FONTANA >> A group called the Inland Empire First PAC has filed papers seeking to recall Acquanetta Warren, Fontana’s first female and first African-American mayor.
The group says in its petition that Warren has “not performed her duties with the best interests of her constituents.”
Warren became mayor in 2010 and was re-elected in 2014. She was appointed to the Fontana City Council in December 2002 and elected in 2004 and 2008, according to the city’s website.
Among the group’s allegations:
• Warren has received political contributions totaling more than $100,000 to “insure that the desires of special interests come before the needs of the residents of Fontana.”
• She supported the subsidization of the cities of Rialto, Colton and Redlands with a police helicopter program. That program ended in 2016.
The petition also alleges that Warren supported “reckless residential and warehouse development.”
“This has downgraded quality of life, decreased neighborhood safety, overcrowded schools, increased traffic and increased air pollution,” said Karen Coleman, spokeswoman for Inland Empire First and a 60-year resident of Fontana.
“We need to have transparency, integrity and respect for residents,” said Coleman, who is a volunteer at a senior center and member of the city’s parks and community services board. Coleman is also a member of the Fontana Women’s Club and the Fontana Democratic Club.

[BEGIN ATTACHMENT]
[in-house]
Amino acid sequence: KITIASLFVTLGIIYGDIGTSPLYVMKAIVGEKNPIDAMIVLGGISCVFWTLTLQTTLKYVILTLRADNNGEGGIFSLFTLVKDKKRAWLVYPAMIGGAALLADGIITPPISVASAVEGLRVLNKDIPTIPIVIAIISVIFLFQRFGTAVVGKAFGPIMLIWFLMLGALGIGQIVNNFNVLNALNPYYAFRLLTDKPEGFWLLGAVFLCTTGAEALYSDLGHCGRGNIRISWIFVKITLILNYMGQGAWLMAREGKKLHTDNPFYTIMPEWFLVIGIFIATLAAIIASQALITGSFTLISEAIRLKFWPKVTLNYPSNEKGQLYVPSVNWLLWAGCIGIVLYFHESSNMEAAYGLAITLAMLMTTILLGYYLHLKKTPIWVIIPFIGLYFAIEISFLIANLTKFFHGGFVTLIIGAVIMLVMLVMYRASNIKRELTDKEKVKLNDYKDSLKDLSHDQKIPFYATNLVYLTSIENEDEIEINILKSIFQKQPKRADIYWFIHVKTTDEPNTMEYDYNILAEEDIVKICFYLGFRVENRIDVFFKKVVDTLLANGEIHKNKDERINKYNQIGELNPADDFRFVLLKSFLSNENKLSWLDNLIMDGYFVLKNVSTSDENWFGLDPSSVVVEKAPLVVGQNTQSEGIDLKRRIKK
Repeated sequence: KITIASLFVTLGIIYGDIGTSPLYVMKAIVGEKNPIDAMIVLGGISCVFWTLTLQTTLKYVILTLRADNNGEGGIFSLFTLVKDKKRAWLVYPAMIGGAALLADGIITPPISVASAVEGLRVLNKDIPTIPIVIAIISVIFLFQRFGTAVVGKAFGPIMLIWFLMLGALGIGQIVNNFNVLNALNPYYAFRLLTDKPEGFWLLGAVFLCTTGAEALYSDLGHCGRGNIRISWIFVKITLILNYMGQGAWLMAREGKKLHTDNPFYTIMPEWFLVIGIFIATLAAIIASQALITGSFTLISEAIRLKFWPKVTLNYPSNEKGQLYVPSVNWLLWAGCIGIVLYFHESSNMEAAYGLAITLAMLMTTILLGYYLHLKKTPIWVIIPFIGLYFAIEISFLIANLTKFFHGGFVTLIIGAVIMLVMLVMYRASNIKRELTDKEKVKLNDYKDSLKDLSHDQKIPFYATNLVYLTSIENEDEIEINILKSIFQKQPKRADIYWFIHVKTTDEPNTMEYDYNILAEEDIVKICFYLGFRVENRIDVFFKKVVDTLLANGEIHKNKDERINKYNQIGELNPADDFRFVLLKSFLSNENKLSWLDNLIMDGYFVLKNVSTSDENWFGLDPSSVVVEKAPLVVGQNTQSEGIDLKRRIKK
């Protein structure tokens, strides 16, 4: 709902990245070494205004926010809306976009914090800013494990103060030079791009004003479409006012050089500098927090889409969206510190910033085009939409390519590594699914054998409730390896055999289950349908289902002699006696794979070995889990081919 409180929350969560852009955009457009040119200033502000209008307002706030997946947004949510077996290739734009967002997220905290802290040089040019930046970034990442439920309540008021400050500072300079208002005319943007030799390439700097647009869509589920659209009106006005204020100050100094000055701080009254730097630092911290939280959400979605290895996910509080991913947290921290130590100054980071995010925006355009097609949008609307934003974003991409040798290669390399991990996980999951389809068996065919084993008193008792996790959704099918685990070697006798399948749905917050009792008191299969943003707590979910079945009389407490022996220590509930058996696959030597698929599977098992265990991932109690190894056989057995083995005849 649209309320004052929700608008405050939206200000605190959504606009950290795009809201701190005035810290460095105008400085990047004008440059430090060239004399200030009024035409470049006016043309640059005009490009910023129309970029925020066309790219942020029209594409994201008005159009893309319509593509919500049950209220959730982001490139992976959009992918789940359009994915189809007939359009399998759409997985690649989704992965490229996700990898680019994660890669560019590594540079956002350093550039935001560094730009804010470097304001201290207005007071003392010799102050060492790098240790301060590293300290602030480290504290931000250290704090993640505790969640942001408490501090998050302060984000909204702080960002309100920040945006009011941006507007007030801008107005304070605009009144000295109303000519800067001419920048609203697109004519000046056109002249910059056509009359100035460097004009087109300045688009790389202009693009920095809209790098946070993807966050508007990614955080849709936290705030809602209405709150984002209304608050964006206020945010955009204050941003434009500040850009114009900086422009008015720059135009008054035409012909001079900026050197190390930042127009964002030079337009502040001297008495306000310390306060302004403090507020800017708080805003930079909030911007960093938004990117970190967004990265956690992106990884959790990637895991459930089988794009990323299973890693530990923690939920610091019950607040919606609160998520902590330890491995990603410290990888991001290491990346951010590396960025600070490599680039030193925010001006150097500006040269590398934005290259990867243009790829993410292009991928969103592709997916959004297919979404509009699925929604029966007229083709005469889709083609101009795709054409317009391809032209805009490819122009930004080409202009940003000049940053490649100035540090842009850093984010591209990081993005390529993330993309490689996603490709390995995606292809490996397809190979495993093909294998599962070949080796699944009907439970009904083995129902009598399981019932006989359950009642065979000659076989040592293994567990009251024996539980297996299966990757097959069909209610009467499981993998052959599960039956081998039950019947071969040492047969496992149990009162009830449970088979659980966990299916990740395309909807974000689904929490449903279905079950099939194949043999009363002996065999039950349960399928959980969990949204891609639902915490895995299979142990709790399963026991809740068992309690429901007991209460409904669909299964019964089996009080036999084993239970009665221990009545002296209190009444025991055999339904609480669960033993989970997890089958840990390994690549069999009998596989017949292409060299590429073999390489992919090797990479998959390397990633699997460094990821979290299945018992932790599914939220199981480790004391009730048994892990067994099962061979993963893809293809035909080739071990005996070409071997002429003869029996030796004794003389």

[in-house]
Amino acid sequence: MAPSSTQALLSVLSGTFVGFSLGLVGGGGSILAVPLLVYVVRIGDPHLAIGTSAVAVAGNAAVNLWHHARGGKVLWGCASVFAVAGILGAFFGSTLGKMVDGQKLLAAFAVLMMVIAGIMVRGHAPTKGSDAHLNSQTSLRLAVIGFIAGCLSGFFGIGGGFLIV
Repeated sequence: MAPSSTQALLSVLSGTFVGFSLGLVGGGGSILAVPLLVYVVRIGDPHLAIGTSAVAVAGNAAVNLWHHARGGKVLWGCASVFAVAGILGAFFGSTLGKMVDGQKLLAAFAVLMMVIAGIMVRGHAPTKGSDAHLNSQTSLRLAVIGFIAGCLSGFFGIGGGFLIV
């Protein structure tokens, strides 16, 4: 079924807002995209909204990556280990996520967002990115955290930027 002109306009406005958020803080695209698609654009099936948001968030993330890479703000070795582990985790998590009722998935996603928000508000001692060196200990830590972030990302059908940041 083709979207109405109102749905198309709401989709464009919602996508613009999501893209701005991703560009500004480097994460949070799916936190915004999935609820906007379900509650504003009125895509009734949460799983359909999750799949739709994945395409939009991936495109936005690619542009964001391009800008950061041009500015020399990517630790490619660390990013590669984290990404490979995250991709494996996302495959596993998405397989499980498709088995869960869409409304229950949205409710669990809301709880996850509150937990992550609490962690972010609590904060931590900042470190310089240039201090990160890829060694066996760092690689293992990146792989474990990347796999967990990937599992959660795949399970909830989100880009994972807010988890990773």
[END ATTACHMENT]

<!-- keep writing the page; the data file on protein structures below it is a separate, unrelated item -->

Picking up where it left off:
She said Warren has ventured out of the responsibilities of her office and attempted to control the Fontana Unified School District board, runs a Rotary Club and attempts to control the Fontana Women’s Club.
“I’m not going to make any comment at this time,” Warren said. “The only thing I want to focus on is my state of the city address,” Warren said.
The annual State of the City Address will be held Jan. 26 at the Jessie Turner Health and Fitness Community Center, 15556 Summit Ave. in Fontana.
Next week, the mayor will attend the U.S. Conference of Mayors 85th Winter Meeting in Washington, D.C.
“There is a lot of lobbying for federal dollars going on,” Warren said. “I need to focus on that,” she said.
“We have a lot of good things going on in Fontana, and the people expect me to do my job as mayor,” she said.
Coleman said the group has 120 days to get 12,000 signatures and is working on its strategy to accomplish that.